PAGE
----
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Yes, they can withstand freezing. In fact they probably benefit during the dormancy period. However, there are many varieties of blueberry plants and some like cooler temperatures than others. Read up their care for specifics. I don't do anything special to my blueberry bushes during the winter, although I prune them in late winter-early spring. I often see wild blueberry bushes growing above the frost line in the mountains, here in east Tennessee. The Seattle climate is good for growing blueberries.
On 11 Feb 2004 17:33:09 -0800, snipped-for-privacy@yahoo.com (paul) wrote:

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Blueberries are native, among other places, to Maine, which last time I checked, is about a zillion times colder than Seattle in winter, so you needn't worry over much about freezing temps.......

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Really. Is 29 below a hard enough freeze? <G> Our yard in Maine is carpeted with blueberries, there is no lawn!
--
Ann, Gardening in zone 6a
Just south of Boston, MA
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On 2/12/04 6:10 AM, in article snipped-for-privacy@4ax.com,

Ann!
Lucky you! Cheryl
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The 29 below and a crop of blueberries can be a two edged sword, for under such conditions the growing season is short. I used to live in northern MN, and a late spring (cold weather until May 15 or later) usually meant abundant wild blueberries. In an early spring the blueberries bloomed too early and were usually caught in a freeze. The ideal combination for wild blueberries in northern MN was a late spring and a wet summer. While I live there, I often picked 200+ quarts of wild blueberries in a year of ideal conditions. Of course, ideal blueberry conditions also mean swarms of mosquitoes, deer flies, and sand flies.
I now pick 8-10 quarts each year from my cultivated bushes, if I beat the birds, but the blossoms never freeze in the spring. We do have wild blueberries in our area (northern AR), but the berries are the size of very small beads and are extremely sweet. I have a few in my back yard in the same shaded area where I have azaleas.
John
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Maine wild blueberries are small, sweet and tasty, and I picked probably 20 quarts this past summer.....and I didn't make a dent! I've got some frozen up, I may make more jam.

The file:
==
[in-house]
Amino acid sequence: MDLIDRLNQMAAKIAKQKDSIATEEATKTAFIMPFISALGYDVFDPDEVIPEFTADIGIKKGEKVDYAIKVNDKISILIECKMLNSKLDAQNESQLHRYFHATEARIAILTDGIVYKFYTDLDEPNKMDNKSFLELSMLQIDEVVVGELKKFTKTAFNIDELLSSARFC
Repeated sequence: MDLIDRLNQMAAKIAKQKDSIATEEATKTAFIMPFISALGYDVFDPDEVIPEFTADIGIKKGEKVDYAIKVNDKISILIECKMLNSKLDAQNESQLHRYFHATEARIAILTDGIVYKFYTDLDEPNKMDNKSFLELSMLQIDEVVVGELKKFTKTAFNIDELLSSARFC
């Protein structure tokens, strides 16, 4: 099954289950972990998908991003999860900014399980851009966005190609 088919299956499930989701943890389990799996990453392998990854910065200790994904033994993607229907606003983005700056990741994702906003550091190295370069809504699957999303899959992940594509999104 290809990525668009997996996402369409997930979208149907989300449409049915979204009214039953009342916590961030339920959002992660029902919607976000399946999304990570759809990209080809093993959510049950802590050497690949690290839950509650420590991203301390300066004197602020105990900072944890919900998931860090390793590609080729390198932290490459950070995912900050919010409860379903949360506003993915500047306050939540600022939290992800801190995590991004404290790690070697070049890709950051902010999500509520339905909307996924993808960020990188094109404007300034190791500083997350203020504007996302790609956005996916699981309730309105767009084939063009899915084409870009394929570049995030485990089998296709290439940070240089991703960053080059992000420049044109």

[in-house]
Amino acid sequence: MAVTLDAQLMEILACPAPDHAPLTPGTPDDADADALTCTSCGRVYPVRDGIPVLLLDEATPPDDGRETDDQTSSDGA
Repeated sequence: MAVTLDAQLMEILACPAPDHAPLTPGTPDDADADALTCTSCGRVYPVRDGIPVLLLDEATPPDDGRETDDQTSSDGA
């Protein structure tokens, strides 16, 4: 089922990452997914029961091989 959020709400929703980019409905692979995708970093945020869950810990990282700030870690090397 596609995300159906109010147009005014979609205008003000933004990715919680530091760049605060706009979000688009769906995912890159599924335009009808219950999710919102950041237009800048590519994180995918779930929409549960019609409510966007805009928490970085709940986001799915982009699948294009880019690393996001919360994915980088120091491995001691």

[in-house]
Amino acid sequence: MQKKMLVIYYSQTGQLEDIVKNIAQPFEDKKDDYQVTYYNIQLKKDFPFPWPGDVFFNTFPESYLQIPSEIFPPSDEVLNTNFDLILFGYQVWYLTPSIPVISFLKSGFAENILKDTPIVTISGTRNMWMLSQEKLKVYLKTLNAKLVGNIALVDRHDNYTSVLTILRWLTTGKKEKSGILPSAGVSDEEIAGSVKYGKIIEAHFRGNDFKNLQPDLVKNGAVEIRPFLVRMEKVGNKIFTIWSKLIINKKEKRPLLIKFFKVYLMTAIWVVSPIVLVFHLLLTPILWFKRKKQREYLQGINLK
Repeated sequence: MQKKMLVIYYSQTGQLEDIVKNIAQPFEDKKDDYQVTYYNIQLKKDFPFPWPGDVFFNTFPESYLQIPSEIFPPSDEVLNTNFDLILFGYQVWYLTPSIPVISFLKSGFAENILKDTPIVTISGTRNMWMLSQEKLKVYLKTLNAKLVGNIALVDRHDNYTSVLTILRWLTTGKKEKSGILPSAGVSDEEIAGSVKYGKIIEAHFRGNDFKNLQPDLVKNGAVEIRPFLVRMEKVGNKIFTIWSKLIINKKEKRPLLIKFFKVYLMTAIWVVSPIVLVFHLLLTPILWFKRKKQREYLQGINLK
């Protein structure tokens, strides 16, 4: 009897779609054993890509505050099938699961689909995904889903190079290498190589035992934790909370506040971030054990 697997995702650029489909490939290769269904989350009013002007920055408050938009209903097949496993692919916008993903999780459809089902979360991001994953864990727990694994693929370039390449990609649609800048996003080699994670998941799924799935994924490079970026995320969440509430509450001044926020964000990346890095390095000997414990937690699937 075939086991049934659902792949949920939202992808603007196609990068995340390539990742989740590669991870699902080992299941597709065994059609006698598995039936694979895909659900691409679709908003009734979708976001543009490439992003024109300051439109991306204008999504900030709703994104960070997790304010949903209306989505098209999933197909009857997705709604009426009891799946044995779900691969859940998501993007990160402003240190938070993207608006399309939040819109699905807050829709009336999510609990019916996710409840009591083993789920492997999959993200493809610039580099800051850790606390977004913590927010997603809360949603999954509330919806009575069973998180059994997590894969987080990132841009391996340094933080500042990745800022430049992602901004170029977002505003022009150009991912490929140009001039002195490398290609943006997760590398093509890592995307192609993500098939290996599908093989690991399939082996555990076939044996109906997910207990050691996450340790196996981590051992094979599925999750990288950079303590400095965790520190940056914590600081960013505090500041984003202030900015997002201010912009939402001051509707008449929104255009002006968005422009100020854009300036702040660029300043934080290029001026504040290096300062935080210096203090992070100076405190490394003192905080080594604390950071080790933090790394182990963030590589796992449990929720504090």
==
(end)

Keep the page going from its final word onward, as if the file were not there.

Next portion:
--
Ann, Gardening in zone 6a
Just south of Boston, MA
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in the evening I take a small bowl of Atkins almond crunch, I have an open tray of frozen blueberries and take a handful, then pour cream over the top for my evening snack. they are perfect. the other thing I do is blueberry pancakes .. pour the pancake batter into the pan, drop the frozen blueberries into the wet batter. after both sides browned I zap them in the microwave to get the BB really cooked, hot and juiced. Ingrid

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snipped-for-privacy@wi.rr.xx.com expounded:

Yum, Ingrid! I think I'll make bb pancakes on Sunday......:o)
--
Ann, Gardening in zone 6a
Just south of Boston, MA
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yup, it is much easier to pour the batter and then load the frozen blueberries on top. flip when the batter is set, then zap in the microwave to complete the cooking. the pancakes arent "high" but they are drooling with bb juice. Ingrid

~~~~~~~~~~~~~~~~~~~~~~~~~~~~~~~~~~~~~~~~~~~~~~~~~ List Manager: Puregold Goldfish List http://puregold.aquaria.net / www.drsolo.com Solve the problem, dont waste energy finding who's to blame ~~~~~~~~~~~~~~~~~~~~~~~~~~~~~~~~~~~~~~~~~~~~~~~~ Unfortunately, I receive no money, gifts, discounts or other compensation for all the damn work I do, nor for any of the endorsements or recommendations I make.
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boggy, somewhat shaded areas (morning sun, afternoon shade). They often compared favorably in size to the domestically produced berries and were gigantic compared to the wild berries in AR. One exceptional year I picked twenty-five quarts in an afternoon at my secret berry site. Getting there included a two mile walk down logging trails and an additional half mile hike through brush. Few others competed with me for the berries, and I didn't tell anyone! :)
John